Sunday, February 17, 2013

Penning- A Fine Art – Diane Pagel 2004

I wrote this many years ago and it was published in the Working Border Collie Magazine.  I am going to dig up the stories that  I wrote for the Working Border Collie Magazine, American Border Collie Magazine and Ranchdog/Stockdog Journal Magazine and put them on the blog for your enjoyment. Most of them involve Tess.
Penning- A Fine Art – Diane Pagel 2004
Ever been to a trial and try to pen? Only to discover that seventeen times around the pen with the sheep and dog does not get you any extra points?  Maybe a winded dog, dizzy sheep and a hoarse voice and perhaps the butt of many jokes? ‘Course, I NEVER did THAT in my career.
NOPE, not me!! HAH!! If you believe that, then I have a fine bridge to sell you.
After one such exemplary run as described above a few years ago, I decided to get with the program and practice penning at home. One fine summery day seemed like the best opportunity, as I had to get the sheep into a stall to check on a couple of ewes that were limping.
I got my budding ProNovice dog, Tess, and we set off to gather the flock. Tess is very devoted to me and will do anything I ask of her. This is a key point later in the story. I sent her off and she quickly dashed off to get the 30 or so head.  I strolled to the stall and opened the gate and peered over the head of the ewes to see where Tess was in relation to the sheep. Tess, as usual was in the correct spot. (NOTE: I was not)
I flung the gate wide open and told Tess to “Pen them”. The sheep have a fence on one side and the gate was opened against the barn wall. So she had a 90 degree angle to put the sheep into the stall. The sheep started to pour into the stall and then the last half of the sheep stopped and refused to go in. I stood behind the few at the gate mouth and used the “boot in the butt” action to assist them in going in. (NOTE: Not a good idea)
Meanwhile, I am telling Tess “COME ON, GET THEM IN”
The few that I had given the boot action then went in and I turned (while in the mouth of the pen), only to see Tess doing exactly as I told her. I told her “COME ON, GET THEM IN” in a deep commanding voice and by God, she stood up to the task and bullied the rest in.
Mistake Number One: Do not give your dog this command when you are not in the correct position.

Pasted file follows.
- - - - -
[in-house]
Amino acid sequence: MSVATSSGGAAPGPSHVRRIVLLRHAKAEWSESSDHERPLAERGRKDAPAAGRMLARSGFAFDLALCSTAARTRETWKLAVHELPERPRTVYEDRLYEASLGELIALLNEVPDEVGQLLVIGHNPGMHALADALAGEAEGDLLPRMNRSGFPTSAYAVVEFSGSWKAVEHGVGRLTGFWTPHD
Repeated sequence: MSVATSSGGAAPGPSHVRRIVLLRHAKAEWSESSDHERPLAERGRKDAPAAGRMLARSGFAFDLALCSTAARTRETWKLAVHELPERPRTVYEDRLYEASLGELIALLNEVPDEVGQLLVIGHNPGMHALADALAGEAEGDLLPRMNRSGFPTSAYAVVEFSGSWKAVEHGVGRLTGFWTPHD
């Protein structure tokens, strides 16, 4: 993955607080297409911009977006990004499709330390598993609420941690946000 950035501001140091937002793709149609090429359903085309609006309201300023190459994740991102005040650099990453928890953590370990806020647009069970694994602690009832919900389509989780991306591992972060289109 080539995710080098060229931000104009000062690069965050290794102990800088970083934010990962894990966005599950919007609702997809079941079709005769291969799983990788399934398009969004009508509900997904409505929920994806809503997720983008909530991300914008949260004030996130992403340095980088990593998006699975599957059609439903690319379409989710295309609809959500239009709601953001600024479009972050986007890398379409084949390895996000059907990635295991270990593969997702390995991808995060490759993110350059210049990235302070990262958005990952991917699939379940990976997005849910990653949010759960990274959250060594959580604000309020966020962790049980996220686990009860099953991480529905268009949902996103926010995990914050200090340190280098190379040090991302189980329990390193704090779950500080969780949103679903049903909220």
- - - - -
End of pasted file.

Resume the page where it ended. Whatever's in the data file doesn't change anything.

Mistake Number Two. Do not EVER stand in the mouth of the pen while trying to pen sheep.
Mistake Number Three: Brain can not give words fast enough to tell dog to stop.
Mistake Number Four. Do not try to crowd sheep into a packed pen when you are in their path.
Tess, bless her heart, gave me her all and crammed all the sheep in the stall. While this was fine and dandy, there were a couple of minor items that went wrong. As I said, standing in the mouth of the pen is not a good idea. The sheep bowled me over and I hung onto to a ewe (I have no idea why I did this) and she dragged me in. (Note: Hanging onto a ewe is not a good idea)
When my brain finally figured out letting go of the ewe would be in my best interest, my hands released her. Really smart, however this would be good if I was still standing in the mouth of the pen. But no, I had been dragged in the stall with the sheep, and Tess finished packing the stall with the laggards. I tried to stand up by pushing a ewe off me and Tess would pack her back in. Did I fail to mention that the sheep just had come off green, lush pasture? This is a key point, as you want to be above the sheep hind ends!!
Mistake Number Five: Keep mouth closed when sheep are trampling over you. You figure out what happened here.
Every time I started to get to my feet, Tess would pack the sheep back in.  The stall was packed and every time I moved a ewe she would go outside the gate line and Tess would promptly pack her in. The sheep would then push me back down to the floor. Finally I yelled at Tess to “Lie down” and she did. However, she made sure the sheep were packed in the pen and she laid in the mouth of the stall. I tell her to “Get back” and she would reluctantly move back and a few sheep would cross over the invisible gate mouth line and she was worried about her quality of her work but finally relented and let a token few cross the invisible line.
Meanwhile, I managed to crawl up to a sitting position and shove sheep out of the way. I saw Tess’s bright eyes looking at me and she was puffed up with pride with a job well done. Her eyes glowed with happiness that she managed to pen all the sheep with my help.
I looked at my clothes and notice in horror that they were covered in slimy green sheep poop. Remember what I said about the ewes being on a lush pasture. Then I felt that my back was very wet and my long hair was very damp. I raised my hand to wipe some sheep poop off my face and only managed to transfer the wet poop from my face back to my face. I then realized that my back is soaked, as in totally soaked, and my hair was one huge sheep poop pack. I smelled myself and it was bad. At this point, I decided it would be wise to go into the house and clean up. I worked my way to the other side of the stall and opened the barn side gate and then remembered to call Tess. “Tess, That’ll do”. She burst into the pen in her haste to obey my command and I wondered as I was flung to the ground again by escaping sheep “Oh Lord was I sleeping in line when God handed out Penning Brains?”
Yep, I was.

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